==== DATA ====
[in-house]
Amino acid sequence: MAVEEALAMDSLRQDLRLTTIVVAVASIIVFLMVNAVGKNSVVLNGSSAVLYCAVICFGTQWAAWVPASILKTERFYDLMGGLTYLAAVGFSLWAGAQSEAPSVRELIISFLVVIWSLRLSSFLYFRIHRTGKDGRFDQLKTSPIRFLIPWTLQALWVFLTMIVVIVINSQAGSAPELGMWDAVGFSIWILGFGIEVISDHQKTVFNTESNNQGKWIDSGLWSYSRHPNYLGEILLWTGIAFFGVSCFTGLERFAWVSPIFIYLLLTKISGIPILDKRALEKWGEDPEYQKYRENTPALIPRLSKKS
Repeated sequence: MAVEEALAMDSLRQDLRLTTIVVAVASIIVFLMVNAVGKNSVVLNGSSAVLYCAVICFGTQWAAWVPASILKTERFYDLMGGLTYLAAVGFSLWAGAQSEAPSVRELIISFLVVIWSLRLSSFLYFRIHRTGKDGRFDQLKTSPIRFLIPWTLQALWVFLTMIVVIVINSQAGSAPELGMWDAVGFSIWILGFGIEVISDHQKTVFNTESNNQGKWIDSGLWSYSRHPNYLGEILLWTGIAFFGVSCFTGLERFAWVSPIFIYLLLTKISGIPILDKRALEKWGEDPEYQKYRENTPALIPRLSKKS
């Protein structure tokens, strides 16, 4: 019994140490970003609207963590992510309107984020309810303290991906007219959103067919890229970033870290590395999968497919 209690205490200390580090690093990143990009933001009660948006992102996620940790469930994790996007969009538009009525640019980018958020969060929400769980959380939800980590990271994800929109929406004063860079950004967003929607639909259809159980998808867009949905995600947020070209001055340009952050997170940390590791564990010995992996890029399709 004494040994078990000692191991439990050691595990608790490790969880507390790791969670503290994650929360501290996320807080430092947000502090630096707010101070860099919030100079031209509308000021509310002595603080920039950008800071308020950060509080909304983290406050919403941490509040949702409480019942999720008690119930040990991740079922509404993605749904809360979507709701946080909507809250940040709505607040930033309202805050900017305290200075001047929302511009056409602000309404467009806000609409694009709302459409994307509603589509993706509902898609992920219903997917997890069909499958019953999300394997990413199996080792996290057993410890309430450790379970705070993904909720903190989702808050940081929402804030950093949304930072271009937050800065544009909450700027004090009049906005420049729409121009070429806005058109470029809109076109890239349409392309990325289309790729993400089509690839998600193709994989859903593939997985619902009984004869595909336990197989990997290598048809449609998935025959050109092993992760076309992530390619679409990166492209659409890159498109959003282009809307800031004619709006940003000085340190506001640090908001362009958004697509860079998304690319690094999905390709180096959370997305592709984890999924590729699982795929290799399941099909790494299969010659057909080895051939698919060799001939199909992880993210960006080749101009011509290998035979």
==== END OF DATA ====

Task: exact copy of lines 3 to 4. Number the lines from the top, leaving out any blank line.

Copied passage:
Repeated sequence: MAVEEALAMDSLRQDLRLTTIVVAVASIIVFLMVNAVGKNSVVLNGSSAVLYCAVICFGTQWAAWVPASILKTERFYDLMGGLTYLAAVGFSLWAGAQSEAPSVRELIISFLVVIWSLRLSSFLYFRIHRTGKDGRFDQLKTSPIRFLIPWTLQALWVFLTMIVVIVINSQAGSAPELGMWDAVGFSIWILGFGIEVISDHQKTVFNTESNNQGKWIDSGLWSYSRHPNYLGEILLWTGIAFFGVSCFTGLERFAWVSPIFIYLLLTKISGIPILDKRALEKWGEDPEYQKYRENTPALIPRLSKKS
């Protein structure tokens, strides 16, 4: 019994140490970003609207963590992510309107984020309810303290991906007219959103067919890229970033870290590395999968497919 209690205490200390580090690093990143990009933001009660948006992102996620940790469930994790996007969009538009009525640019980018958020969060929400769980959380939800980590990271994800929109929406004063860079950004967003929607639909259809159980998808867009949905995600947020070209001055340009952050997170940390590791564990010995992996890029399709 004494040994078990000692191991439990050691595990608790490790969880507390790791969670503290994650929360501290996320807080430092947000502090630096707010101070860099919030100079031209509308000021509310002595603080920039950008800071308020950060509080909304983290406050919403941490509040949702409480019942999720008690119930040990991740079922509404993605749904809360979507709701946080909507809250940040709505607040930033309202805050900017305290200075001047929302511009056409602000309404467009806000609409694009709302459409994307509603589509993706509902898609992920219903997917997890069909499958019953999300394997990413199996080792996290057993410890309430450790379970705070993904909720903190989702808050940081929402804030950093949304930072271009937050800065544009909450700027004090009049906005420049729409121009070429806005058109470029809109076109890239349409392309990325289309790729993400089509690839998600193709994989859903593939997985619902009984004869595909336990197989990997290598048809449609998935025959050109092993992760076309992530390619679409990166492209659409890159498109959003282009809307800031004619709006940003000085340190506001640090908001362009958004697509860079998304690319690094999905390709180096959370997305592709984890999924590729699982795929290799399941099909790494299969010659057909080895051939698919060799001939199909992880993210960006080749101009011509290998035979």